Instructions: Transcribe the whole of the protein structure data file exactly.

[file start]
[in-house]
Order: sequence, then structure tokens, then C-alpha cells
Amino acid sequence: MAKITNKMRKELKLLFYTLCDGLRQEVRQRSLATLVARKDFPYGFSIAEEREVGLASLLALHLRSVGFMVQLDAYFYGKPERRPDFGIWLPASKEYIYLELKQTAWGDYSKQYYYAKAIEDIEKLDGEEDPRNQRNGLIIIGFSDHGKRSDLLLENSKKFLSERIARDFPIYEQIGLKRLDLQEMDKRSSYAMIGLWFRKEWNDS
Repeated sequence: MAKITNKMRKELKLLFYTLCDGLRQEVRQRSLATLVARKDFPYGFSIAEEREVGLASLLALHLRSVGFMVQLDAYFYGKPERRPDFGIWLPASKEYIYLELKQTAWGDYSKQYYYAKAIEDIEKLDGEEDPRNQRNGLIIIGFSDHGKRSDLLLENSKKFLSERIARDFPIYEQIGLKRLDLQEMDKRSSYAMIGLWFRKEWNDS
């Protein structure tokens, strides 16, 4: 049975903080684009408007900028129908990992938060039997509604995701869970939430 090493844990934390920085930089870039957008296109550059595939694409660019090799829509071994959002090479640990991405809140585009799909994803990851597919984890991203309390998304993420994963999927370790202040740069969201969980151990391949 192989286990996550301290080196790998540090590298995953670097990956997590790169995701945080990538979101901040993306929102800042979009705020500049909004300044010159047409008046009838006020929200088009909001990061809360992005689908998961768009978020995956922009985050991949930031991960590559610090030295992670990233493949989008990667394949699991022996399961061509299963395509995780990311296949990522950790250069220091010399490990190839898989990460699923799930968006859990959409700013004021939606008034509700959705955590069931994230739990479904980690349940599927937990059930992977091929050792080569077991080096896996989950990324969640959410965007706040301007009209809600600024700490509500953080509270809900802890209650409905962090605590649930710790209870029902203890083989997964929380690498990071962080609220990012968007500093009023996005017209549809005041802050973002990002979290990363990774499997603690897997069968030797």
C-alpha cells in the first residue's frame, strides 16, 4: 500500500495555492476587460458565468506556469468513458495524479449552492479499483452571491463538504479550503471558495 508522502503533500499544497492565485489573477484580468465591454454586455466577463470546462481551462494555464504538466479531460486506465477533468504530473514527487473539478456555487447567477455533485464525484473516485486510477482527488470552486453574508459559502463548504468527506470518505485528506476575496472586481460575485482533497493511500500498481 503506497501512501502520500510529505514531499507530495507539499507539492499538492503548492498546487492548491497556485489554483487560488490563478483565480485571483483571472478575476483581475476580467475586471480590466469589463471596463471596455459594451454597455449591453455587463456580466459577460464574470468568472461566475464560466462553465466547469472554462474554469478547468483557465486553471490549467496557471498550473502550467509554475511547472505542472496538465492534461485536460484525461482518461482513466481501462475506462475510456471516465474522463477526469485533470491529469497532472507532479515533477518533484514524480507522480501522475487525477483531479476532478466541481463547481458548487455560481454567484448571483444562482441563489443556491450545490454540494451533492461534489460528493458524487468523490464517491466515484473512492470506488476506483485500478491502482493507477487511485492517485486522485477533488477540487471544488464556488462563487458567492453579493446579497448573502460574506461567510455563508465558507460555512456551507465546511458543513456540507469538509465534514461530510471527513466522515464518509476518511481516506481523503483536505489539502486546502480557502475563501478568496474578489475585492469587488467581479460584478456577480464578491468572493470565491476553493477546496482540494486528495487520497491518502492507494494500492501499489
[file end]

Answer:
[in-house]
Order: sequence, then structure tokens, then C-alpha cells
Amino acid sequence: MAKITNKMRKELKLLFYTLCDGLRQEVRQRSLATLVARKDFPYGFSIAEEREVGLASLLALHLRSVGFMVQLDAYFYGKPERRPDFGIWLPASKEYIYLELKQTAWGDYSKQYYYAKAIEDIEKLDGEEDPRNQRNGLIIIGFSDHGKRSDLLLENSKKFLSERIARDFPIYEQIGLKRLDLQEMDKRSSYAMIGLWFRKEWNDS
Repeated sequence: MAKITNKMRKELKLLFYTLCDGLRQEVRQRSLATLVARKDFPYGFSIAEEREVGLASLLALHLRSVGFMVQLDAYFYGKPERRPDFGIWLPASKEYIYLELKQTAWGDYSKQYYYAKAIEDIEKLDGEEDPRNQRNGLIIIGFSDHGKRSDLLLENSKKFLSERIARDFPIYEQIGLKRLDLQEMDKRSSYAMIGLWFRKEWNDS
């Protein structure tokens, strides 16, 4: 049975903080684009408007900028129908990992938060039997509604995701869970939430 090493844990934390920085930089870039957008296109550059595939694409660019090799829509071994959002090479640990991405809140585009799909994803990851597919984890991203309390998304993420994963999927370790202040740069969201969980151990391949 192989286990996550301290080196790998540090590298995953670097990956997590790169995701945080990538979101901040993306929102800042979009705020500049909004300044010159047409008046009838006020929200088009909001990061809360992005689908998961768009978020995956922009985050991949930031991960590559610090030295992670990233493949989008990667394949699991022996399961061509299963395509995780990311296949990522950790250069220091010399490990190839898989990460699923799930968006859990959409700013004021939606008034509700959705955590069931994230739990479904980690349940599927937990059930992977091929050792080569077991080096896996989950990324969640959410965007706040301007009209809600600024700490509500953080509270809900802890209650409905962090605590649930710790209870029902203890083989997964929380690498990071962080609220990012968007500093009023996005017209549809005041802050973002990002979290990363990774499997603690897997069968030797």
C-alpha cells in the first residue's frame, strides 16, 4: 500500500495555492476587460458565468506556469468513458495524479449552492479499483452571491463538504479550503471558495 508522502503533500499544497492565485489573477484580468465591454454586455466577463470546462481551462494555464504538466479531460486506465477533468504530473514527487473539478456555487447567477455533485464525484473516485486510477482527488470552486453574508459559502463548504468527506470518505485528506476575496472586481460575485482533497493511500500498481 503506497501512501502520500510529505514531499507530495507539499507539492499538492503548492498546487492548491497556485489554483487560488490563478483565480485571483483571472478575476483581475476580467475586471480590466469589463471596463471596455459594451454597455449591453455587463456580466459577460464574470468568472461566475464560466462553465466547469472554462474554469478547468483557465486553471490549467496557471498550473502550467509554475511547472505542472496538465492534461485536460484525461482518461482513466481501462475506462475510456471516465474522463477526469485533470491529469497532472507532479515533477518533484514524480507522480501522475487525477483531479476532478466541481463547481458548487455560481454567484448571483444562482441563489443556491450545490454540494451533492461534489460528493458524487468523490464517491466515484473512492470506488476506483485500478491502482493507477487511485492517485486522485477533488477540487471544488464556488462563487458567492453579493446579497448573502460574506461567510455563508465558507460555512456551507465546511458543513456540507469538509465534514461530510471527513466522515464518509476518511481516506481523503483536505489539502486546502480557502475563501478568496474578489475585492469587488467581479460584478456577480464578491468572493470565491476553493477546496482540494486528495487520497491518502492507494494500492501499489